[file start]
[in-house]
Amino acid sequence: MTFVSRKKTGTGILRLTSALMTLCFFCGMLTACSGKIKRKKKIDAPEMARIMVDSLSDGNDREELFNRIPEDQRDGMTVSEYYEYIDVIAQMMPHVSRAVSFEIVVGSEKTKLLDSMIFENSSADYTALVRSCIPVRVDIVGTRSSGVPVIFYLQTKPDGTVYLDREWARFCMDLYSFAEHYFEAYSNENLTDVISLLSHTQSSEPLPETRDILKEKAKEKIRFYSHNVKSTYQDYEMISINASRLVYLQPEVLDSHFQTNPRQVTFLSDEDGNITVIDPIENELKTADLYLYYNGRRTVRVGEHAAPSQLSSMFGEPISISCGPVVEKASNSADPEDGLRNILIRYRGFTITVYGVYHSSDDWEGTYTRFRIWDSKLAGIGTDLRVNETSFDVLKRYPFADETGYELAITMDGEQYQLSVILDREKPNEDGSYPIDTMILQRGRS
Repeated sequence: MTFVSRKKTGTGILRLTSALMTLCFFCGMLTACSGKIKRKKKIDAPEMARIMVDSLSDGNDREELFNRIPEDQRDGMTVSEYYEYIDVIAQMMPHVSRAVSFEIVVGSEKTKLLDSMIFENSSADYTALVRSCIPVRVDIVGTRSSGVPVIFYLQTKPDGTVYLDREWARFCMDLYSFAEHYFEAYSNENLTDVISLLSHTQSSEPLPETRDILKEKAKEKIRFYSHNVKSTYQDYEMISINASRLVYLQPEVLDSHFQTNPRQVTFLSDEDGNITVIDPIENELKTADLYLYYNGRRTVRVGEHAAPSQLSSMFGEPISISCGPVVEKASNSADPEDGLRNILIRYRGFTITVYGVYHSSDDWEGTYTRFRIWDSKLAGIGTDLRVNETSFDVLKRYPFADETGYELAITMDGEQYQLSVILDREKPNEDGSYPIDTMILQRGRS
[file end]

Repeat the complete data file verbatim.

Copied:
[in-house]
Amino acid sequence: MTFVSRKKTGTGILRLTSALMTLCFFCGMLTACSGKIKRKKKIDAPEMARIMVDSLSDGNDREELFNRIPEDQRDGMTVSEYYEYIDVIAQMMPHVSRAVSFEIVVGSEKTKLLDSMIFENSSADYTALVRSCIPVRVDIVGTRSSGVPVIFYLQTKPDGTVYLDREWARFCMDLYSFAEHYFEAYSNENLTDVISLLSHTQSSEPLPETRDILKEKAKEKIRFYSHNVKSTYQDYEMISINASRLVYLQPEVLDSHFQTNPRQVTFLSDEDGNITVIDPIENELKTADLYLYYNGRRTVRVGEHAAPSQLSSMFGEPISISCGPVVEKASNSADPEDGLRNILIRYRGFTITVYGVYHSSDDWEGTYTRFRIWDSKLAGIGTDLRVNETSFDVLKRYPFADETGYELAITMDGEQYQLSVILDREKPNEDGSYPIDTMILQRGRS
Repeated sequence: MTFVSRKKTGTGILRLTSALMTLCFFCGMLTACSGKIKRKKKIDAPEMARIMVDSLSDGNDREELFNRIPEDQRDGMTVSEYYEYIDVIAQMMPHVSRAVSFEIVVGSEKTKLLDSMIFENSSADYTALVRSCIPVRVDIVGTRSSGVPVIFYLQTKPDGTVYLDREWARFCMDLYSFAEHYFEAYSNENLTDVISLLSHTQSSEPLPETRDILKEKAKEKIRFYSHNVKSTYQDYEMISINASRLVYLQPEVLDSHFQTNPRQVTFLSDEDGNITVIDPIENELKTADLYLYYNGRRTVRVGEHAAPSQLSSMFGEPISISCGPVVEKASNSADPEDGLRNILIRYRGFTITVYGVYHSSDDWEGTYTRFRIWDSKLAGIGTDLRVNETSFDVLKRYPFADETGYELAITMDGEQYQLSVILDREKPNEDGSYPIDTMILQRGRS